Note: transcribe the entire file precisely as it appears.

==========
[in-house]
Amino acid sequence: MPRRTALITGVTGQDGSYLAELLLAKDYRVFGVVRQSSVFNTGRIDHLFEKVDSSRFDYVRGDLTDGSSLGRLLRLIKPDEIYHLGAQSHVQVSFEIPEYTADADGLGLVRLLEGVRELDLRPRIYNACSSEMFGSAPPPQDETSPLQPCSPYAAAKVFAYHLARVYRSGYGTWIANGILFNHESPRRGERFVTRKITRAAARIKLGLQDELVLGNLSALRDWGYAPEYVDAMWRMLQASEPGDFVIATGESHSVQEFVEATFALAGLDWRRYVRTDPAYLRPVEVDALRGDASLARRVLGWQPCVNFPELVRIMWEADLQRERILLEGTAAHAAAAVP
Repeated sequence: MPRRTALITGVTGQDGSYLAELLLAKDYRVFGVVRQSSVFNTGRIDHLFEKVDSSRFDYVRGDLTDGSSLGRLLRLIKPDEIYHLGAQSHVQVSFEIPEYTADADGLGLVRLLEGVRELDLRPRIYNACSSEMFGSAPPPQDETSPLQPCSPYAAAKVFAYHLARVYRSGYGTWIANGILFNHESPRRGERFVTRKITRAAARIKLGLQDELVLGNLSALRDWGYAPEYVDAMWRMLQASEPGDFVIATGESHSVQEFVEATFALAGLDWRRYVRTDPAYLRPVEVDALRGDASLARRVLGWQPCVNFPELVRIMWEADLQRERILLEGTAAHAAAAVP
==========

[in-house]
Amino acid sequence: MPRRTALITGVTGQDGSYLAELLLAKDYRVFGVVRQSSVFNTGRIDHLFEKVDSSRFDYVRGDLTDGSSLGRLLRLIKPDEIYHLGAQSHVQVSFEIPEYTADADGLGLVRLLEGVRELDLRPRIYNACSSEMFGSAPPPQDETSPLQPCSPYAAAKVFAYHLARVYRSGYGTWIANGILFNHESPRRGERFVTRKITRAAARIKLGLQDELVLGNLSALRDWGYAPEYVDAMWRMLQASEPGDFVIATGESHSVQEFVEATFALAGLDWRRYVRTDPAYLRPVEVDALRGDASLARRVLGWQPCVNFPELVRIMWEADLQRERILLEGTAAHAAAAVP
Repeated sequence: MPRRTALITGVTGQDGSYLAELLLAKDYRVFGVVRQSSVFNTGRIDHLFEKVDSSRFDYVRGDLTDGSSLGRLLRLIKPDEIYHLGAQSHVQVSFEIPEYTADADGLGLVRLLEGVRELDLRPRIYNACSSEMFGSAPPPQDETSPLQPCSPYAAAKVFAYHLARVYRSGYGTWIANGILFNHESPRRGERFVTRKITRAAARIKLGLQDELVLGNLSALRDWGYAPEYVDAMWRMLQASEPGDFVIATGESHSVQEFVEATFALAGLDWRRYVRTDPAYLRPVEVDALRGDASLARRVLGWQPCVNFPELVRIMWEADLQRERILLEGTAAHAAAAVP